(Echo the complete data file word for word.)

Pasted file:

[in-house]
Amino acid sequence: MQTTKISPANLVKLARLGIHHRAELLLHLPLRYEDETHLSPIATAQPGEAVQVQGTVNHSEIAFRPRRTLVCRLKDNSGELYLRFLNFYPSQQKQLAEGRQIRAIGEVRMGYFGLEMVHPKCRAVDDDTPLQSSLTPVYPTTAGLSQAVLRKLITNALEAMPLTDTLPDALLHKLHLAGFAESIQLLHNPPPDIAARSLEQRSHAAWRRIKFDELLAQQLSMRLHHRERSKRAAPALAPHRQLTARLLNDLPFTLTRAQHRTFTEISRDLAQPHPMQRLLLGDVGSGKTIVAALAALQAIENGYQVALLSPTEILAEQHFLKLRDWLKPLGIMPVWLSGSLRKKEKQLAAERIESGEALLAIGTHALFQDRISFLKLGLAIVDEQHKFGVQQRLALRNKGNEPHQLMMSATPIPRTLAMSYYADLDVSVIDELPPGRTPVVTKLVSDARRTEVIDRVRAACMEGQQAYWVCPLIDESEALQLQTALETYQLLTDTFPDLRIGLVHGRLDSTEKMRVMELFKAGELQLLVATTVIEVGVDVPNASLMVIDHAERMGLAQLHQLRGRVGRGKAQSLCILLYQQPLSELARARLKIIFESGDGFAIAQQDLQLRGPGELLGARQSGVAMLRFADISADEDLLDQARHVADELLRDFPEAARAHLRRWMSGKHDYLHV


[in-house]
Amino acid sequence: MQTTKISPANLVKLARLGIHHRAELLLHLPLRYEDETHLSPIATAQPGEAVQVQGTVNHSEIAFRPRRTLVCRLKDNSGELYLRFLNFYPSQQKQLAEGRQIRAIGEVRMGYFGLEMVHPKCRAVDDDTPLQSSLTPVYPTTAGLSQAVLRKLITNALEAMPLTDTLPDALLHKLHLAGFAESIQLLHNPPPDIAARSLEQRSHAAWRRIKFDELLAQQLSMRLHHRERSKRAAPALAPHRQLTARLLNDLPFTLTRAQHRTFTEISRDLAQPHPMQRLLLGDVGSGKTIVAALAALQAIENGYQVALLSPTEILAEQHFLKLRDWLKPLGIMPVWLSGSLRKKEKQLAAERIESGEALLAIGTHALFQDRISFLKLGLAIVDEQHKFGVQQRLALRNKGNEPHQLMMSATPIPRTLAMSYYADLDVSVIDELPPGRTPVVTKLVSDARRTEVIDRVRAACMEGQQAYWVCPLIDESEALQLQTALETYQLLTDTFPDLRIGLVHGRLDSTEKMRVMELFKAGELQLLVATTVIEVGVDVPNASLMVIDHAERMGLAQLHQLRGRVGRGKAQSLCILLYQQPLSELARARLKIIFESGDGFAIAQQDLQLRGPGELLGARQSGVAMLRFADISADEDLLDQARHVADELLRDFPEAARAHLRRWMSGKHDYLHV